Another little gem in Agartala is the Heritage Park, spread over twelve acres of land.
Entrance to the park has an imposing gate constructed with depicting the mixed cultural heritage of Tripura, both tribal and non-tribal.
How to Get Around When Backpacking North East India
So here’s the bad news: north east India is difficult to travel independently. This is partly because it is still relatively untouched. The roads are unbelievably bumpy, and some areas don’t have roads yet.
I would definitely recommend the services of a local tour operator. Here’s the good news – there are plenty of great tour operators to choose from that are priced reasonably. One of the best ones I’ve used is Travel Talk Tours, which offers all-inclusive tours to India.
Last time I went to the north east, I travelled to Assam and Tawang, and it wasn’t uncommon to spend 6 hours every day in the car, so you can imagine long it would take to drive independently around the north east.
But, this blog wouldn’t be that useful if I didn’t give you some clue as to how to travel around semi-independently.
Your best bet is a shared Sumo (which are mini-vans – see above pic). There are no tourist buses and the trains are not connected. The great thing about travelling in a shared taxi, however, is that you get to see more of the landscape without having to wait around for an organised tour.
Helicopter rides are almost another option, and these are available. I say ‘almost’ because they are known to crash at high altitudes, so they are not exactly what you would call ‘safe’.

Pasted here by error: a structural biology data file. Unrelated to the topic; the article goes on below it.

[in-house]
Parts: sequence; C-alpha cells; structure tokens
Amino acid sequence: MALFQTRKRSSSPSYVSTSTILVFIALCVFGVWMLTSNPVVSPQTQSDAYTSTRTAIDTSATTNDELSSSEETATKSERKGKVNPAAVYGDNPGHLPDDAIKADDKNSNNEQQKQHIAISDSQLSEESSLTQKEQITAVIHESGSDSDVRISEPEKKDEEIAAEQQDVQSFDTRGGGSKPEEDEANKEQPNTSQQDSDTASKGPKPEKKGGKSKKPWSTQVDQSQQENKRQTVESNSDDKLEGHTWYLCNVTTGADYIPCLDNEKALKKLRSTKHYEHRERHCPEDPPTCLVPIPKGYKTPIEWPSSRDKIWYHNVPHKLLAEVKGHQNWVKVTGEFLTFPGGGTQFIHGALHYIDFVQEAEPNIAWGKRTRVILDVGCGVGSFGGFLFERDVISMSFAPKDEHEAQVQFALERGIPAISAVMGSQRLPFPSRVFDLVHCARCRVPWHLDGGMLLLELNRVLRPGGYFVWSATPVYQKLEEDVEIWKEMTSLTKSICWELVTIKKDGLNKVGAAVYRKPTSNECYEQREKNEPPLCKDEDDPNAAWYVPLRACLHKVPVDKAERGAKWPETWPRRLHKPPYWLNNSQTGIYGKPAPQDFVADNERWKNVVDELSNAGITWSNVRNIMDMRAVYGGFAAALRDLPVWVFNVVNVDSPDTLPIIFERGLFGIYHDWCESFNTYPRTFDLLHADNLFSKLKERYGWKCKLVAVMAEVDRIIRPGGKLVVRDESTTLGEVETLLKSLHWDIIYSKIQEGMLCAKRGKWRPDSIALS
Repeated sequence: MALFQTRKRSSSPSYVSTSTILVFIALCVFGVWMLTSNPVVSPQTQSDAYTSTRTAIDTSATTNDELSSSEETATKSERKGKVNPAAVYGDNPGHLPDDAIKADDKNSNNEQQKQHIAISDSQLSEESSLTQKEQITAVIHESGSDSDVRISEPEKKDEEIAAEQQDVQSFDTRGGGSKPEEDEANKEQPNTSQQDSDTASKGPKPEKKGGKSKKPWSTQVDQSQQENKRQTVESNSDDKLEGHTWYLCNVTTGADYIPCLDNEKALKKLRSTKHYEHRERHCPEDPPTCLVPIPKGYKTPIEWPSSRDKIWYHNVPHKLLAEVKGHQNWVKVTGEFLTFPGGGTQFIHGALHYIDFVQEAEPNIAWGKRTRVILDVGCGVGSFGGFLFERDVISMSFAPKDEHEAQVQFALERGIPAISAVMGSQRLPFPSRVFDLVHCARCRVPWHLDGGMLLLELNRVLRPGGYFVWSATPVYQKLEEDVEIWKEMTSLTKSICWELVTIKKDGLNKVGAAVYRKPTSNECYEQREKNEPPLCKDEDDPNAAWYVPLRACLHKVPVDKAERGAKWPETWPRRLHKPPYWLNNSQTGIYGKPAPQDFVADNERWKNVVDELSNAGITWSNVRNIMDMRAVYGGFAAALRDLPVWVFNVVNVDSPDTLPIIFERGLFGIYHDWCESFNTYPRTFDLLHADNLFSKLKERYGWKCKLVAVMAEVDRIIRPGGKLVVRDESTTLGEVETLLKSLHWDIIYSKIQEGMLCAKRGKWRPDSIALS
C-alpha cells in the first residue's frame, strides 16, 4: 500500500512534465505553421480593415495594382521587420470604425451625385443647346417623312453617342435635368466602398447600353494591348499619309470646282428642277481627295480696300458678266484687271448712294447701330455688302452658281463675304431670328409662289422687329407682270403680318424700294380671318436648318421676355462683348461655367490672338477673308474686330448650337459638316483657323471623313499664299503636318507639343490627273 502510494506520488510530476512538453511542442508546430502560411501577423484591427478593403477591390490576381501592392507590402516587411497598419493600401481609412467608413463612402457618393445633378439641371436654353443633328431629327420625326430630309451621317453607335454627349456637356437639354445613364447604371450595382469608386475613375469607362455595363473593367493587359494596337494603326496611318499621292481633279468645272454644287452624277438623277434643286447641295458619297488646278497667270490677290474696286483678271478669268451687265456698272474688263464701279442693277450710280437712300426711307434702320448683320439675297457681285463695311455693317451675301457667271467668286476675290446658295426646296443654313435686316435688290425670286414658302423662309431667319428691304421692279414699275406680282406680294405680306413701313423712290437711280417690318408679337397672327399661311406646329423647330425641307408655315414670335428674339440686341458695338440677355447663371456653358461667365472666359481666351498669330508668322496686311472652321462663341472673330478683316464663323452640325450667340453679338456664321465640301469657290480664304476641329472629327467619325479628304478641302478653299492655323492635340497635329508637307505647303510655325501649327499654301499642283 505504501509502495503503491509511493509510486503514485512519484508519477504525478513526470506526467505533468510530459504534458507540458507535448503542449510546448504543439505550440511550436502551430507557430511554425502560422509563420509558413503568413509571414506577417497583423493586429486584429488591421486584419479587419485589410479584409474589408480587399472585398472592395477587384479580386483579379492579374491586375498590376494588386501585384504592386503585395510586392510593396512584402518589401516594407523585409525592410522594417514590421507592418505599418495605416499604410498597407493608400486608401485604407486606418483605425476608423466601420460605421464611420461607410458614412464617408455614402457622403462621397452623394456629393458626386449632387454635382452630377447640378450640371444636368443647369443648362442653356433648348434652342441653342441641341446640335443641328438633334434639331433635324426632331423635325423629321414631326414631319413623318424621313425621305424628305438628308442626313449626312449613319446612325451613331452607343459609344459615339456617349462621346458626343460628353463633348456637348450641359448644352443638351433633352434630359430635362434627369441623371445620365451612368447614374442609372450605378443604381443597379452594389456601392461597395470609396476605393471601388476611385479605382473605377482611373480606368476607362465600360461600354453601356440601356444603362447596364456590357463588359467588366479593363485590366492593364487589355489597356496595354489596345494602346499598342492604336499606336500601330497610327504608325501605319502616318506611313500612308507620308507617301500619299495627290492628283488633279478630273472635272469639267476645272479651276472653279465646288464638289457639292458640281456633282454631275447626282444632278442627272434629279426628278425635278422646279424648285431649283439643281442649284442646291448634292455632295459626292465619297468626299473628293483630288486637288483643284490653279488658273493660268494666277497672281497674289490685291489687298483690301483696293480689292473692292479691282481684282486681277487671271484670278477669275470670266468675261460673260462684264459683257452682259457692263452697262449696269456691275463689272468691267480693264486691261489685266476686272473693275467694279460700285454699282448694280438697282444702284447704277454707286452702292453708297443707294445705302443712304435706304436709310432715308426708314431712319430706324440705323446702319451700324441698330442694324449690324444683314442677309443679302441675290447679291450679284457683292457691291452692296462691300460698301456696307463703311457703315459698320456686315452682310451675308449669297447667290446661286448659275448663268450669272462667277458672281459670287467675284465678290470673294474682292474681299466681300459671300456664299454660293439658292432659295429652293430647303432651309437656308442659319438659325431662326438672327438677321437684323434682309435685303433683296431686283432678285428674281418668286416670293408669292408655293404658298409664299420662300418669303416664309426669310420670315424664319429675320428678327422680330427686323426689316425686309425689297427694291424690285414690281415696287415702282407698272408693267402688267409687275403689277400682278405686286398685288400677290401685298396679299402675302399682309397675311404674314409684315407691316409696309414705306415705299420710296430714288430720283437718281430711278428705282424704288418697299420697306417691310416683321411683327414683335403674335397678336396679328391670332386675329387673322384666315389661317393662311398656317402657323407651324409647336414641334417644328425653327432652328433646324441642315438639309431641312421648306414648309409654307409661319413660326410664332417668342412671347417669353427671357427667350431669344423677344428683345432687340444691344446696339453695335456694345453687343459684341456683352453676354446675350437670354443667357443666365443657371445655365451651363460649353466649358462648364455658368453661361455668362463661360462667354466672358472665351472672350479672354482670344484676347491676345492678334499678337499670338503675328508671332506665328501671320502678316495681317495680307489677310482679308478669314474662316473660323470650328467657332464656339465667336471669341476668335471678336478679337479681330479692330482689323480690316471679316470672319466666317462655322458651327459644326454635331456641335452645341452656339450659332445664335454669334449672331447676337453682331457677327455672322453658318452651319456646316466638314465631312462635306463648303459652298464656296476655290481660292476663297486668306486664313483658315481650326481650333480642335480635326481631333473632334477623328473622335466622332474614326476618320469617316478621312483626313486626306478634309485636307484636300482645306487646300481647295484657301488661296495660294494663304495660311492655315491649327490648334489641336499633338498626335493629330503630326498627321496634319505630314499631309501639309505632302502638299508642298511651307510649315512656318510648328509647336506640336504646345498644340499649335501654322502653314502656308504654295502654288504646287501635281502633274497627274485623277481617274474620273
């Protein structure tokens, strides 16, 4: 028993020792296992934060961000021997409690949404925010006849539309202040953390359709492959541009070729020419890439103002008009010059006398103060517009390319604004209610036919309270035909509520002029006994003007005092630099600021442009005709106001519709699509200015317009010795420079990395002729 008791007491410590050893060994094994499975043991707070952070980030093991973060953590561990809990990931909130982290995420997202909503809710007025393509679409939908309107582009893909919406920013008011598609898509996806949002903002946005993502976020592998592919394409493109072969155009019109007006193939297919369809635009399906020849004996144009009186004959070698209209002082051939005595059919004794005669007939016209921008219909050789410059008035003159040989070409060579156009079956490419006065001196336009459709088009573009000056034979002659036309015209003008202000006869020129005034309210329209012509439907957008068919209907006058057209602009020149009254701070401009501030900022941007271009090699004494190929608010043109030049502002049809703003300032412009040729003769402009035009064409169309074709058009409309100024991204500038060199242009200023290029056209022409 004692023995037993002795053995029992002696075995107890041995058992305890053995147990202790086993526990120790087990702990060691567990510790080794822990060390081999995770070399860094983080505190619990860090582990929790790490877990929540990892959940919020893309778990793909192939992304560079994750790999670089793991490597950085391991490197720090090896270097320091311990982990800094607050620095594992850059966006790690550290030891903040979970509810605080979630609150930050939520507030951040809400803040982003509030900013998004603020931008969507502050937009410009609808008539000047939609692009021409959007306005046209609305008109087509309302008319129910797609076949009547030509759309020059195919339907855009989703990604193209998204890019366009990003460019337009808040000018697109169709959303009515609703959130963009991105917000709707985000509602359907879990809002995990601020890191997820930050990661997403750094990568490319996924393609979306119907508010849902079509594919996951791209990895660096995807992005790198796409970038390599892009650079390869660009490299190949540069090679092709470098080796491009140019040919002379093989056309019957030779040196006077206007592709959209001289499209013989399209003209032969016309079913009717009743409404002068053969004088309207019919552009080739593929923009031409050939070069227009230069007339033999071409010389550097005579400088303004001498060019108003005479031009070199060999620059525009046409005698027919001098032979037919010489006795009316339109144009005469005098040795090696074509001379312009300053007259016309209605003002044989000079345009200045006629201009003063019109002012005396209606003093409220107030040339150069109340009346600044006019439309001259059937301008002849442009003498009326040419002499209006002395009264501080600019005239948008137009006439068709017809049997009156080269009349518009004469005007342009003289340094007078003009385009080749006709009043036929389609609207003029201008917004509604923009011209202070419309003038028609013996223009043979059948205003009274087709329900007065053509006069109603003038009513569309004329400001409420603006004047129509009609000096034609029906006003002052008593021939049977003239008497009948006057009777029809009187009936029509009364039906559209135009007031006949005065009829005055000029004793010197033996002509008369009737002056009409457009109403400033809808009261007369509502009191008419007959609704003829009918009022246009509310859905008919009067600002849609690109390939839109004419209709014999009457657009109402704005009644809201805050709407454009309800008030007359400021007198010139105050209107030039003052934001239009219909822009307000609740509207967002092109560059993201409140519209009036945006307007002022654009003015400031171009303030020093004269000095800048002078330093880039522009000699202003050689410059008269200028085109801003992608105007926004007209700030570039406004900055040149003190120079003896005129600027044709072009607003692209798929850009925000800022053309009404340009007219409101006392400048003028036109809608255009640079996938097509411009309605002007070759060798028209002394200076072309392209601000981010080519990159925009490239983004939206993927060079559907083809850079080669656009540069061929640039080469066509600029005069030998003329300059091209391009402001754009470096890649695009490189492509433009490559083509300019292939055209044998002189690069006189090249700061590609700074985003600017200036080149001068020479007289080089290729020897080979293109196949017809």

How to Get to The North of India
The best way to get to north east India is to fly to Guwahati, which is the gateway to the north east.
You can then travel by land to your chosen destination.
Will I Need Travel Permits When I Go Backpacking North East India?
Permits are not needed in every state in north east India. For example, foreigners can travel freely in Mizoram, Manipur, Meghalaya and Nagaland. Indian nationals will need the Inner Line Permit. Neither foreigners or Indians need anything for Assam or Tripura.
If you want to travel in Arunachal Pradesh, then you will need to apply for the PAP (Protected Area Permit), if you are a foreigner. The permit is around $50, if you get it via a tour company and is valid for 30 days.
Indian nationals will need the ILP (Inner Line Permit). In Sikkim, Indians don’t need the INL but foreigners do.
If in doubt, just check at the police station or FFRO when you arrive in each state if you need a permit.
Please note that the rules are different for those from China, Bangladesh, and Pakistan.
Why is Backpacking North East India Different From Other Parts of India?
I think the greatest appeal is the fact that it is not as ‘touristy’ as other parts of India. The very fact that it can be a little more difficult to navigate your way around this part of the country gives you a clue as to how off-the-beaten track it is.
If you want to get to know the ‘real India’, then the north east is a great place to start.
But I don’t want to be misleading here.